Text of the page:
Home » Artist Biographies
Birdwell Brothers Quartet-Gospel 1990
The Birdwell Brothers grew up with music. In fact, one grandfather, two uncles, two aunts, and their father and mother were accomplished singers.
George Washington and Lottie Burnett Birdwell were the parents of twelve children; eleven sons and one daughter. All twelve were reared on a farm in the Bethany Community near Marhaville, Louisiana. Preston, who went by the nickname Dick, was the eldest, followed by sister Mertie, and brothers Luther, Tilman, Hoyt, Raymond, Harvey, Odell, Herman, Vernon, Wilmer, and Harold. All could harmonize, however, not all the brothers were members of the quartet. Dick sang bass, Hoyt high tenor, and Harvey sang soprano.
Singing was a big part of everyday life in the Birdwell famly. Many a night after their father worked in the field and their mother worked in the home, each parent would take a child and begin to sing to put the children to sleep. Father and Mother would often sing while they worked in the fields. On Sunday afternoons to entertain themselves, many young people in the community would come over to sing for several hours.
For a long time, their only performances were at church services and old time singing conventions. WWII broke up the group for a few years, but they were soon singing together again. The Birdwell's started performing in public in the mid-1940s. They sang on radio stations in Natchitoches, Many, and Mansfield, and in the 1950s, began singing at funerals.
The Birdwells learned the fundamentals of song writing and note singing at singing schools, and organized the practice sessions. If a performance was taped, Harvey would listen to it several times because he wanted to get the songs just right and would sing them again.
The quartet performed over much of Louisiana and East Texas. Once they were scheduled to perform at two different funerals at the same time. The boys split and picked up members from the congregation to sing the songs and fulfill their obligatins. the Birdwell Brothers Quartet made their greatest contribution by comforting many families in their moments of greatest and deepest grief by singing at over six hundred funerals over six decades. They once sang 11 funerals in eight days.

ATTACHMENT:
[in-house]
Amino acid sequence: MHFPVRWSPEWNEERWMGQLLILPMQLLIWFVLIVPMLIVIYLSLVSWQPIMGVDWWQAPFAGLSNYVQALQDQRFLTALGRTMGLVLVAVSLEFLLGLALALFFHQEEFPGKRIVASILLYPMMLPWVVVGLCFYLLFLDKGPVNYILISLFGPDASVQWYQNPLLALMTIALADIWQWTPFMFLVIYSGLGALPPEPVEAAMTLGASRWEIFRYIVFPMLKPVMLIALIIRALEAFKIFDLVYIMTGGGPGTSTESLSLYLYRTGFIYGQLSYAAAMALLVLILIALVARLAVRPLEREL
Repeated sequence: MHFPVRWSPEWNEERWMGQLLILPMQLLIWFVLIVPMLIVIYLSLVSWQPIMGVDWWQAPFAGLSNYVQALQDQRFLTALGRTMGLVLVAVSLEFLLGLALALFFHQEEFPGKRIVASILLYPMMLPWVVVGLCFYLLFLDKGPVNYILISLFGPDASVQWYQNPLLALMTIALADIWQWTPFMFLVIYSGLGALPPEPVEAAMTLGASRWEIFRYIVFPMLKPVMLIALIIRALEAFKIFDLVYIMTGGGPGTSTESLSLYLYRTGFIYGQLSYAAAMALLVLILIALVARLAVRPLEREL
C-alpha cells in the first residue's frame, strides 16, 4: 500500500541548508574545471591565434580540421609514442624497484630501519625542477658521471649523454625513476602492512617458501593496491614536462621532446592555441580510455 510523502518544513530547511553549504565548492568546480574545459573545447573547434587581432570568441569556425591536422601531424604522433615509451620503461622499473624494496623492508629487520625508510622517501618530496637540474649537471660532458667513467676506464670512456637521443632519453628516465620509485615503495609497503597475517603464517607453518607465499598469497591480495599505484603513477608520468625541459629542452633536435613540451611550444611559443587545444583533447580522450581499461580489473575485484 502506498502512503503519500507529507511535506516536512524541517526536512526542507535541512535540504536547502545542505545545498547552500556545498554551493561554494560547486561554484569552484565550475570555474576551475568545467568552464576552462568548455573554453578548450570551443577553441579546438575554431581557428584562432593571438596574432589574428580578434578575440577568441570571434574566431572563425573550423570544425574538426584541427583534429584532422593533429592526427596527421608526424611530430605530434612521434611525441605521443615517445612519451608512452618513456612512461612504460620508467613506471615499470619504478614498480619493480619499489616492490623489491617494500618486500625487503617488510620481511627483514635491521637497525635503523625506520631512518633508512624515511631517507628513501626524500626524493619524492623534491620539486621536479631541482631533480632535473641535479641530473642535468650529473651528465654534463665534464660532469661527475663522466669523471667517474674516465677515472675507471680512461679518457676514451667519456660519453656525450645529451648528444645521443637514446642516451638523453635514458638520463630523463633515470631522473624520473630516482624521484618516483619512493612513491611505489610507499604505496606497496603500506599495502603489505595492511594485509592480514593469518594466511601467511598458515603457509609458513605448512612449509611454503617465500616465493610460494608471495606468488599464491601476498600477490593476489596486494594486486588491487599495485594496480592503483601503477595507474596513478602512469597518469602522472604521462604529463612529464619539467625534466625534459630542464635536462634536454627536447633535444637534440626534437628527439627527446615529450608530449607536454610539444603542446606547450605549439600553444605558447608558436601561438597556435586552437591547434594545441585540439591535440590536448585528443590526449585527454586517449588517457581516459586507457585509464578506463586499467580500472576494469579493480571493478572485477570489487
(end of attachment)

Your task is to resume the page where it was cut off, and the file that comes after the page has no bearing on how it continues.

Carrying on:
All the brothers belonged to the Jennings Chapel Congregational Methodist Churches. The only recordings of Birdwell's songs have been in these churches, some at festivals. They never made an official album, though one was planned before Harvey's death in 1992.
The Birdwells were happy to support the development of the Rebel State Commemorative Area, which began in 1962 and they performed at numerous memorial services there. At Rebel, the boys were on the same billing as Roy Acuff, Ernest Tubb, Bill Monroe, and Jimmie Davis.
Perhaps their greatest performance was during the 1984 World's Fair in New Orleans. They performed three, forty five minute programs everyday for seven days. They were not to repeat a song in a day's time and were not to use books. The four were Harvey, who raised cattle and for many years served on the Natchitoches Parish School Board; Hoyt, a school bus driver for many years, sang high tenor. Vernon, a retired school teacher, sang tenor, and Raymon, retired from the Louisiana Highway Department, sang bass. Pianist, Augusta "Gusty" Webb Kilgore, joined the group in 1960; for several years she taught school in the Natchitoches Parish School System.